IN THE BOOK OF AID, anno 20 Edward III. for the making of the black prince a knight, mention is made of the manor of Hawkyswell, in this parish, which Isabel de Hawkyswell then held by knight's service, and which Walter de Rokeslye before held in Hawkyswell of the honor of Folkestone. In the 33d year of king Henry VIII. it was found by inquisition, taken after the death of Edward Barrey, that he died possesed of it, holding it by ward to the castle of Dover, so that having the same owners, it most probably merged in the manor of the Moat, and continues so at this time.
MRS. ELIZABETH, MAY, of Sittingborne, by will in 1721, gave 9l. every third year, chargeable on the estate of the Rev. Mr. Lushington, called Bilham-sarm, in Kingsnoth, Mersham, and Sevington, to be paid, clear of deductions, to this parish in turn, for a term of years therein mentioned; twenty years of which were unexpired in 1786; to be applied for the binding out yearly a child an apprentice, of the poorest people in these three parishes, to be approved of from time to time by such persons as should be owners of the estate. This charity did not take place till the year 1784. One girl only has as yet been put out apprentice from this charity by this parish.
HALF AN ACRE of land, called the Church spot, in this parish, was given by persons unknown; the rent of which is expended in the repairs of the church.
The poor constantly relieved are about ten, casually not more than two or three.
SEVINGTON is situated within the ECCLESIASTICAL JURISDICTION of the diocese of Canterbury, and deanry of Limne.
The church, which is dedicated to St. Mary, is very small, consisting of two isles, one much larger than the other, and one chancel. At the west end is a spire steeple, shingled, in which are four bells. There are several gravestones in this church, all which have been robbed of their brasses. In the chancel is a memorial for Edward Boys, rector, eldest son of Thomas Boys, gent. of Mersham, obt. 1723. Weever mentions several memorials for the family of Barrey, in his time, and one for John Fynch, esq. obt. 1442; none of which are now remaining.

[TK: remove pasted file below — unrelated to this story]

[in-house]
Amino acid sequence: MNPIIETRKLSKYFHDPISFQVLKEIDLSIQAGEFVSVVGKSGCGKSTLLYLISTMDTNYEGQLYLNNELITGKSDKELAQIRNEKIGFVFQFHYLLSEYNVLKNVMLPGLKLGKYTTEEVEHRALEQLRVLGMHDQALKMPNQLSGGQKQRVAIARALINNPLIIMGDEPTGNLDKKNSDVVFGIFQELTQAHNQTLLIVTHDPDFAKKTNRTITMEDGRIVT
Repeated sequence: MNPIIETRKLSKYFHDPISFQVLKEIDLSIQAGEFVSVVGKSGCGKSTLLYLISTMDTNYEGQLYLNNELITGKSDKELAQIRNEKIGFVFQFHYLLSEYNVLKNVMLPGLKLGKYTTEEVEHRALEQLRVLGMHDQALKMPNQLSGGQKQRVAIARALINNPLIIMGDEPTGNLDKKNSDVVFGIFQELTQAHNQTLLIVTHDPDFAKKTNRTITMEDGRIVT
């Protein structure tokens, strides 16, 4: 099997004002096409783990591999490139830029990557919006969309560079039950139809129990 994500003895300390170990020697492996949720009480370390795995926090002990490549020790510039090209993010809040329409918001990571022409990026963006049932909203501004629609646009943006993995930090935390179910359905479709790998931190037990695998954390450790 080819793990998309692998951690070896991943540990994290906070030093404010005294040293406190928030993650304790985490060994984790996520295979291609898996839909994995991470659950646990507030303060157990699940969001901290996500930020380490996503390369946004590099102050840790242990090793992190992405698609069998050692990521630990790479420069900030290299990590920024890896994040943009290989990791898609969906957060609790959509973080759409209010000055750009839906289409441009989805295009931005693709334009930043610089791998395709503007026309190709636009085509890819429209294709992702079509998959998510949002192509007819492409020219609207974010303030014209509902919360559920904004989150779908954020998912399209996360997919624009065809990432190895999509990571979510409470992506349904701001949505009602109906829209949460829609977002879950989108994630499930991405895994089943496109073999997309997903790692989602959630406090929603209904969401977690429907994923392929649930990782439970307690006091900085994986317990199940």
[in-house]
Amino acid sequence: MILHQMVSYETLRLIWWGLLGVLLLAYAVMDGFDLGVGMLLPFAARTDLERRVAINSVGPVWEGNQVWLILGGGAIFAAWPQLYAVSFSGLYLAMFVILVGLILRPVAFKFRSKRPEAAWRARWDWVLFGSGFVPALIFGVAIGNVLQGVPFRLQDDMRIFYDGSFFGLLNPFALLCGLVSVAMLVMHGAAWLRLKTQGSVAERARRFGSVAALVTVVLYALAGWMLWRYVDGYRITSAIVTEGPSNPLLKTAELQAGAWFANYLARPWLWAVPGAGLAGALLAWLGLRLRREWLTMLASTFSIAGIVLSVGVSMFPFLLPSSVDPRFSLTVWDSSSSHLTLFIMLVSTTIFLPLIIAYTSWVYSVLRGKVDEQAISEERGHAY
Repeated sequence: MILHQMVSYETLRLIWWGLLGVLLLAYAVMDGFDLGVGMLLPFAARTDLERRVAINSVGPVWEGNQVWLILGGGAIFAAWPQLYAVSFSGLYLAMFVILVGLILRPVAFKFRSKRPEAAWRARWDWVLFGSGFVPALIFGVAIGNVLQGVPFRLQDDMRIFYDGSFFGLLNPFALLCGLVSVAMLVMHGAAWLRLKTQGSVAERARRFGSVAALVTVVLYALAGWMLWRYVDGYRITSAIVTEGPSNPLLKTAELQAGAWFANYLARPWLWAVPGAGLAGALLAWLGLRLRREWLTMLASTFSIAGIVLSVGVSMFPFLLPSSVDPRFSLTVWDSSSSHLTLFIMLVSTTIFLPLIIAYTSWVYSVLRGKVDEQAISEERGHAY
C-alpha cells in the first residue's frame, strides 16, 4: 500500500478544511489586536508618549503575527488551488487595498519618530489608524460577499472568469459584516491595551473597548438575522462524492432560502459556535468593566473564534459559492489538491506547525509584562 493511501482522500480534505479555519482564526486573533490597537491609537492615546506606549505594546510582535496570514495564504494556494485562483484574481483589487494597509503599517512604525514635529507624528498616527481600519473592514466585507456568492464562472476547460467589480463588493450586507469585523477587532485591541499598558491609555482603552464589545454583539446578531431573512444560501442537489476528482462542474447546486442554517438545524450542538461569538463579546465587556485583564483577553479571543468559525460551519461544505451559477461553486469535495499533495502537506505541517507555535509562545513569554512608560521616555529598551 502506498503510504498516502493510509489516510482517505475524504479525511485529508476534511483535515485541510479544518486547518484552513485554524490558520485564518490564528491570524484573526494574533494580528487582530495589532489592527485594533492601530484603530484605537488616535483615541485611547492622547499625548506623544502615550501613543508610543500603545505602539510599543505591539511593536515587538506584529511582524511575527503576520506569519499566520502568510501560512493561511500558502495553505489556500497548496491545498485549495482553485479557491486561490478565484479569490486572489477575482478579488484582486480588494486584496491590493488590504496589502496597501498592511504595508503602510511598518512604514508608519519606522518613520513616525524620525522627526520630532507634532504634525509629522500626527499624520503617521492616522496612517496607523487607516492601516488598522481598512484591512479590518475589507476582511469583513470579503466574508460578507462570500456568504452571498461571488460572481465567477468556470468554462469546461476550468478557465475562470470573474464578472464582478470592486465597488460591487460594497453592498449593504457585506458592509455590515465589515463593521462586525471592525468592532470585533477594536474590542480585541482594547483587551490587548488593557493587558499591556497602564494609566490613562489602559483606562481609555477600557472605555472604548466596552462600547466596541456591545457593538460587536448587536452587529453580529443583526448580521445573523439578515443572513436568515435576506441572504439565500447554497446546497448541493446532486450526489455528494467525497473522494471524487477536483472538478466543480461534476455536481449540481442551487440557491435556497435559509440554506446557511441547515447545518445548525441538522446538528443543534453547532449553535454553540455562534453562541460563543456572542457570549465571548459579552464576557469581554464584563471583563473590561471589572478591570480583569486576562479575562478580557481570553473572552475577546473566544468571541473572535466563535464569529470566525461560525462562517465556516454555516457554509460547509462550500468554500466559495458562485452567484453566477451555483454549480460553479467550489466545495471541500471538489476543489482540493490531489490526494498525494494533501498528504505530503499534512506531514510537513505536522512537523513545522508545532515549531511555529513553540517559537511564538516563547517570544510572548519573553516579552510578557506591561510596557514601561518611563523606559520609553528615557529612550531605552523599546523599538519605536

This church is a rectory, which seems antiently to have been in the patronage of the owners of the Moat manor in this parish, and to have continued so till Mr. Edward Boys, the owner of that manor, about the year 1776, conveyed the patronage of it, by sale to Edward Norwood, gent. of Ashford, the present patron of it.
This rectory is valued in the king's books at 8l. 14s. 0½d. It is now a discharged living, of the clear yearly certified value of thirty-five pounds.
In 1570 it was valued at forty pounds, communicants sixty. In 1640 it had the like number of communicants, and it was valued at fifty-five pounds. It is now of the value of about one hundred and thirty pounds per annum.
Church of Sevington.
|Or by whom presented.|
|Richard Barrey, esq.||James Aucher, Dec. 8, 1584, obt. 1600.|
|Edward and John Boys, gent. of||William Master, A. M. May 9, 1600. (fn. 4)|
|Edward Boys, gent.||Thomas Bargar, alias Bargrave, S.T.B. Jan. 23, 1614, ob. 1621.|
|Ralph Brockhull, clerk.||Thomas Brockhull, A.B. April 23, 1621, resigned the same year.|
|J. Alcock, gent. of Willesborough.||Walter Angell, A.M. Aug. 8, 1621, obt. 1623.|
|William Stacy, A.M. July 5, 1623, resigned 1624.|
|John Whitinge, A. B. May 1, 1624, resigned 1629.|
|Thomas Boys, esq. of Willesborough||Thomas Streater, A. M. June 23, 1629.|
|Simon How, resigned 1668.|
|John Boys, gent,||Edward Sleighton, A. M. Dec. 30, 1668, obt. 1686.|
|William Sale, A. B. March 1, 1686, resigned 1690.|
|Edward Boys, A. M. July 3, 1690, obt. Nov. 21, 1723. (fn. 5)|
|John Jenkinson, resigned 1727.|
|Edward Boys, gent.||James Luck, A. B. Nov. 17, 1727, resigned 1731.|
|Stephen Greenhill, A. B. April 19, 1731, obt. July 1777. (fn. 6)|
|Edward Norwood, gent. of Ashford||Edward Norwood, jun. A. M. 1777, the present rector. (fn. 7)|